The merging of French and Vietnamese styles is everywhere in O’Douceurs, which has Vietnamese pop music playing quietly in the bckground and a scene of Paris on the wall. But the first thing that draws your eyes when you walk in the door are the pastries, shining row upon decadent row like presents wrapped up in multicoloured paper.


Co-owner Silen Garrigues trained as a pastry chef in France, later working in Switzerland, where he met his Vietnamese wife-to-be Dung, and then moved to Hanoi three years ago. Their small bakery/café has now been open for a year.

 

France Meets Vietnam Meets Warren Buffet

 

 

The few tables near the counter downstairs were empty when I arrived, but upstairs nearly every table is full of patrons sipping either Vietnamese or Western-style espresso coffees. The grey and white tones and simple decor of the room are made homier with potted plants and warm incandescent lighting. I choose a comfy-looking sofa under a shelf stocked with French-English dictionaries, various Livres de Poche, some Vietnamese novels, and, oddly, a biography of Warren Buffett, settling down to enjoy a well-made Americano (VND35,000) that comes with a small cookie and fresh milk.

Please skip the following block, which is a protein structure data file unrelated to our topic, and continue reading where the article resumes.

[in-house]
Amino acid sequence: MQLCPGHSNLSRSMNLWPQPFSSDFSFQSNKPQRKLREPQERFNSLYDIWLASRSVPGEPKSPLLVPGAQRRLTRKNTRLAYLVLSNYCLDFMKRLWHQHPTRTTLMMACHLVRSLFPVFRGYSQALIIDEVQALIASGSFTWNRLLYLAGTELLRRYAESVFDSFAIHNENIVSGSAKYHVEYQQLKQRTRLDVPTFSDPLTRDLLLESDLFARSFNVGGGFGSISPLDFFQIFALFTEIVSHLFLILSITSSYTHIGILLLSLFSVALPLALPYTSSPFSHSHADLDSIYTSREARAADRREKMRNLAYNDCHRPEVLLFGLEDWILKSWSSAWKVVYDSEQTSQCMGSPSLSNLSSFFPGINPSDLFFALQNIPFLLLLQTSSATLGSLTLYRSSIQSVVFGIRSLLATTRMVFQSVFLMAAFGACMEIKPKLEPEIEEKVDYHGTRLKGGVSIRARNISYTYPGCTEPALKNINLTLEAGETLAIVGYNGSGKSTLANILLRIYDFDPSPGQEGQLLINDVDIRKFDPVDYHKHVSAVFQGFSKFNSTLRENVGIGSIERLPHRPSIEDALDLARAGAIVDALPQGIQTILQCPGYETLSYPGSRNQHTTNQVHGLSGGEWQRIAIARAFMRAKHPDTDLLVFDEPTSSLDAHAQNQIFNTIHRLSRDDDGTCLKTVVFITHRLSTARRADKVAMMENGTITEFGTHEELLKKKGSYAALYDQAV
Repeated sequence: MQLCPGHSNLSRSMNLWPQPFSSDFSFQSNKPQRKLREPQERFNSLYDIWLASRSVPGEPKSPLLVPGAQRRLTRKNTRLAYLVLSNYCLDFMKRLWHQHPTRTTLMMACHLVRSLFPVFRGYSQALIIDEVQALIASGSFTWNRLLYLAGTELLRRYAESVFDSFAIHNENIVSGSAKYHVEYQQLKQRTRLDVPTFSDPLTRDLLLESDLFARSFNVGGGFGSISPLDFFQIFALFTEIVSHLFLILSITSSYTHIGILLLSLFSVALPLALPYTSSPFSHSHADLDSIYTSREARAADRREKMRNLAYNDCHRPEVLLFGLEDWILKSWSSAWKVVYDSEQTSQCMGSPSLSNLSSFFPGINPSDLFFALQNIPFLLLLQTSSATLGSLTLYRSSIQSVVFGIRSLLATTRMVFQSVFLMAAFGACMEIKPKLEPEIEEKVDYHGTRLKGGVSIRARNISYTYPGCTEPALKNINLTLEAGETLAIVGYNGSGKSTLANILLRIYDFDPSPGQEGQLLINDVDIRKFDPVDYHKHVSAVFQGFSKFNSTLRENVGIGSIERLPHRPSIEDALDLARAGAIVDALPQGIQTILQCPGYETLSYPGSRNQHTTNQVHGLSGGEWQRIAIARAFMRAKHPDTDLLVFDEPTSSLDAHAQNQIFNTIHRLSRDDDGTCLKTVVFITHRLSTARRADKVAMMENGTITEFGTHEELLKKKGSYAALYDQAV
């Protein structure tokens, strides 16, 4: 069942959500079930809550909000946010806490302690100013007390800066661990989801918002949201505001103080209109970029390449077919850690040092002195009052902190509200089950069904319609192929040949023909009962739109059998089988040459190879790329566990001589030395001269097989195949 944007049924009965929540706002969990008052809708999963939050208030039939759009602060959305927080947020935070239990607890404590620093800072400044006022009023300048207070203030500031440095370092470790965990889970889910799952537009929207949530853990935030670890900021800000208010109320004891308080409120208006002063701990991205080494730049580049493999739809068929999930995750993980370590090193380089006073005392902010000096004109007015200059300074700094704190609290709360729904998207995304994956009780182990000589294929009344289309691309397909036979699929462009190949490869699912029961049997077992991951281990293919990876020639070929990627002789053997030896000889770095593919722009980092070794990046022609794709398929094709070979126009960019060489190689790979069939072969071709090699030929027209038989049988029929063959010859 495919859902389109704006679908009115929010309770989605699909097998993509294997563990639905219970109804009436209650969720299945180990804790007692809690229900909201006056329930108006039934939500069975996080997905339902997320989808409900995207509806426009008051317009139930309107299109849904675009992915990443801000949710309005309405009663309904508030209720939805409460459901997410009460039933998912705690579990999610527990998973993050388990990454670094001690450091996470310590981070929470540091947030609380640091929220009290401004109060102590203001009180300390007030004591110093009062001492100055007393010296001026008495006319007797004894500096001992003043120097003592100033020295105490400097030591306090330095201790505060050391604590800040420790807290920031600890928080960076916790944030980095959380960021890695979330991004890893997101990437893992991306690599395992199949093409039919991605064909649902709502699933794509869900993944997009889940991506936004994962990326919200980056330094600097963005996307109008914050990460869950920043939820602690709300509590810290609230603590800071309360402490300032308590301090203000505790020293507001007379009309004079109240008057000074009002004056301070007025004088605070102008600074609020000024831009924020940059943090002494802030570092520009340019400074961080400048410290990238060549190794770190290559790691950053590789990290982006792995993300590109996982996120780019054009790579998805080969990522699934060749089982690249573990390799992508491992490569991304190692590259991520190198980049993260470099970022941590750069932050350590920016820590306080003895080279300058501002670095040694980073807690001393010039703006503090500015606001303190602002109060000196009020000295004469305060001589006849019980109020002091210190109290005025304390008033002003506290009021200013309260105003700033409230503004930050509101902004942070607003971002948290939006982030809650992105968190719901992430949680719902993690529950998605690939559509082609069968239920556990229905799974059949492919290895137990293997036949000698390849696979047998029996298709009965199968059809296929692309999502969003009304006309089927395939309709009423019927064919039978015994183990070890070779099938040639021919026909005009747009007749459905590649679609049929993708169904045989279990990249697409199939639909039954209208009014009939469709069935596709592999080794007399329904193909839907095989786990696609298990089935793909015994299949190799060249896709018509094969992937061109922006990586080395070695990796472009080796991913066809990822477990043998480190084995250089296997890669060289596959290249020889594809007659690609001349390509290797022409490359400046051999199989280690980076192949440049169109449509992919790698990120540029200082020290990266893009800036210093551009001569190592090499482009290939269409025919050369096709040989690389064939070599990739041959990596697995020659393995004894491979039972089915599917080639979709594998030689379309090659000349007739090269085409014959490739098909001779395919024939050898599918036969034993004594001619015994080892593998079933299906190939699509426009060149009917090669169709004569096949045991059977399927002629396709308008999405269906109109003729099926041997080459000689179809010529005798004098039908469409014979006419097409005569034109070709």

The coffee is delicious, but the pastry is better. One bite of the Paris-Brest (VND38,000) is enough to make me forget the coffee, the patrons, and even Warren Buffet. Light, creamy, nutty and not too sweet, as the almond pastry melts in my mouth the minor worries of daily life in Hanoi melt along with it. Suddenly I am transported to a roadside cafe in a small French village. Who has lessons to plan? Certainly not me, as my name is now Anne-Marie and I spend my time running through golden fields of wheat.

 

When the pastry is eaten I must return to reality. Silen and his cream-coloured Labrador Su Kem happen to come in as I’m about to leave, and we start chatting. Although he and his wife have not really had a day off in the entire year O’Douceurs has been open, they will soon add even more work for themselves: they’re expecting a daughter any day now, and are building a new kitchen on the third floor for Silen to run pastry classes.

 

They also hope to expand the café/bakery to more locations in Hanoi, then Danang, Ho Chi Minh City and the rest of Vietnam.

 

“You can never reach perfection,” Silen tells me. “But as long as you keep trying, you will improve.”

 

Silen and Dung will keep trying; they have made a very good start with O’Douceurs — Kate Robinson

 

O’Douceurs is at 91 Tran Hung Dao, Hoan Kiem, Hanoi

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